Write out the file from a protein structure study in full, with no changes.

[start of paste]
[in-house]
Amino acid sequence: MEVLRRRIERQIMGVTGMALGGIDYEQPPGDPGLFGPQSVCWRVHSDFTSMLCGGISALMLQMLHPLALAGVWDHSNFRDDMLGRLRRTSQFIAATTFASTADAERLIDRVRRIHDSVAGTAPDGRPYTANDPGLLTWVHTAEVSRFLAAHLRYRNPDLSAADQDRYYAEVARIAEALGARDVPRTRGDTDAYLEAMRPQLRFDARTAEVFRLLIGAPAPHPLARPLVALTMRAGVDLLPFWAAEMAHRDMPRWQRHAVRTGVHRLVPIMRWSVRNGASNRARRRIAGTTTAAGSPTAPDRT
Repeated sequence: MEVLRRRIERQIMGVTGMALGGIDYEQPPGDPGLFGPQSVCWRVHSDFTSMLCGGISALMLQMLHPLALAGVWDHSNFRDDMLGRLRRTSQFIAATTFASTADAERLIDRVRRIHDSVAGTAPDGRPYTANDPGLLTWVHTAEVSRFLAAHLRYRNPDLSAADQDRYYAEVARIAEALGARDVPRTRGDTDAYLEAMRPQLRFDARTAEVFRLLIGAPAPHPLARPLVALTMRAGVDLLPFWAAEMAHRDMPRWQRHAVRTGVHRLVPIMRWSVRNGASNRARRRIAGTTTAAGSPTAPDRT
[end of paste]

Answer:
[in-house]
Amino acid sequence: MEVLRRRIERQIMGVTGMALGGIDYEQPPGDPGLFGPQSVCWRVHSDFTSMLCGGISALMLQMLHPLALAGVWDHSNFRDDMLGRLRRTSQFIAATTFASTADAERLIDRVRRIHDSVAGTAPDGRPYTANDPGLLTWVHTAEVSRFLAAHLRYRNPDLSAADQDRYYAEVARIAEALGARDVPRTRGDTDAYLEAMRPQLRFDARTAEVFRLLIGAPAPHPLARPLVALTMRAGVDLLPFWAAEMAHRDMPRWQRHAVRTGVHRLVPIMRWSVRNGASNRARRRIAGTTTAAGSPTAPDRT
Repeated sequence: MEVLRRRIERQIMGVTGMALGGIDYEQPPGDPGLFGPQSVCWRVHSDFTSMLCGGISALMLQMLHPLALAGVWDHSNFRDDMLGRLRRTSQFIAATTFASTADAERLIDRVRRIHDSVAGTAPDGRPYTANDPGLLTWVHTAEVSRFLAAHLRYRNPDLSAADQDRYYAEVARIAEALGARDVPRTRGDTDAYLEAMRPQLRFDARTAEVFRLLIGAPAPHPLARPLVALTMRAGVDLLPFWAAEMAHRDMPRWQRHAVRTGVHRLVPIMRWSVRNGASNRARRRIAGTTTAAGSPTAPDRT